The SCOV next considers damages, noting that it’s not required in the context, but that it’s likely to come up in the second trial, so the SCOV is going to take a gander. The town’s problem with the instructions, as noted above, is that the trial court failed to get into what the town considers the proper measure of damages—that when the cost of repair is disproportionate to the value of the property, damages are the diminution of the value in the property. Though it was alluded to, the town wanted the trial court to basically proclaim that the repair costs in this case were disproportionate and so the proper measure of damages was the diminution in value of the property.
The SCOV doesn’t think the trial court needs to give that specific instruction in this case, although the town advocates for making lack of disproportionality part of the plaintiff’s case in chief. While the SCOV clarifies “that the proportionality of cost-of-repair damages relative to the value of the property prior to a tort injury to property is part of the general inquiry on the reasonableness of damages,” the SCOV also reasons that the burden is on the party arguing disproportionality. So, in this case, the damages instruction was fine.
The final issue is plaintiff’s argument that the trial court should’ve instructed the jury as to plaintiff’s claim that the town violated the implied covenant of good faith and fair dealing.
The thrust of plaintiff’s claim was originally that the town sent “a false notice that the water had been shut off” and failed “to remediate the action immediately after it was discovered.” The town’s position was that the contract between plaintiff and the town was terminated by the plaintiff’s breach in failing to pay the water bill. The trial court allowed the jury to consider plaintiff’s breach-of-contract claim and specifically whether the town breached the covenant of good faith and fair dealing, though the trial court rejected plaintiff’s proposed jury instructions on the issue.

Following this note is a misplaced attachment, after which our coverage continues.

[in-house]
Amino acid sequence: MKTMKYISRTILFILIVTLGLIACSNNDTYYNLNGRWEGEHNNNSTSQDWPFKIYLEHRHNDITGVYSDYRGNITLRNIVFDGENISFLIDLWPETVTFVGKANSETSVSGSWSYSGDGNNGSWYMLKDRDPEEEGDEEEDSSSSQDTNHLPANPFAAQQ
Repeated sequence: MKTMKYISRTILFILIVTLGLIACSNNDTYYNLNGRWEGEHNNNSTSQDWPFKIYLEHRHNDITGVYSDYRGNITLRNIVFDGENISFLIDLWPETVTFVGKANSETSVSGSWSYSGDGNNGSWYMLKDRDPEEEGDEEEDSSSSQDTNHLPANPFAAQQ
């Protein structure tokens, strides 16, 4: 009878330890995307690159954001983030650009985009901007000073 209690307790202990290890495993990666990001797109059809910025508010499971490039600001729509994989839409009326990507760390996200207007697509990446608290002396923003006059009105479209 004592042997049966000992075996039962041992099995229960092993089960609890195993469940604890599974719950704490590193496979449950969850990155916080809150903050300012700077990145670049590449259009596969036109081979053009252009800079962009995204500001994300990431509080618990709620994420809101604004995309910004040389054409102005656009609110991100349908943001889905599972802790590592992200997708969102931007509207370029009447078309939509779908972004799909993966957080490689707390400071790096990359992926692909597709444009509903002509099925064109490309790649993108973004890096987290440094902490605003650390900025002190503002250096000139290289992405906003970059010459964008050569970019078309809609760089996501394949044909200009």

Again, grossly oversimplifying, over the course of the trial, plaintiff’s theory morphed into the position that the town put on a trumped-up defense on the breach-of-contract claim that was in bad faith; that the town was required to promptly disconnect the water and it did not; and that the town’s actions were unfair and unreasonable under the alleged contract.
The SCOV notes that the jury found there was a contract to disconnect the water, but that it was not breached. Thus, the contract claim dies unless the SCOV reverses on the breach-of-the-covenant-of-good-faith-and-fair-dealing claim. The SCOV does not reverse. It reasons that the town’s position, while potentially mistaken, was not wholly unreasonable and that plaintiff did not present sufficient evidence to get a more-specific instruction on the breach-of-the-covenant-of-good-faith-and-fair-dealing claim to the jury.
As we often do here, a number of the factual vagaries and nuances have been omitted. The opinion is worth a detailed review if dealing with any of the issues discussed above. It’s replete with citations that would do any law review alumnus proud.
This one gets sent back for a new trial on the negligence claim only.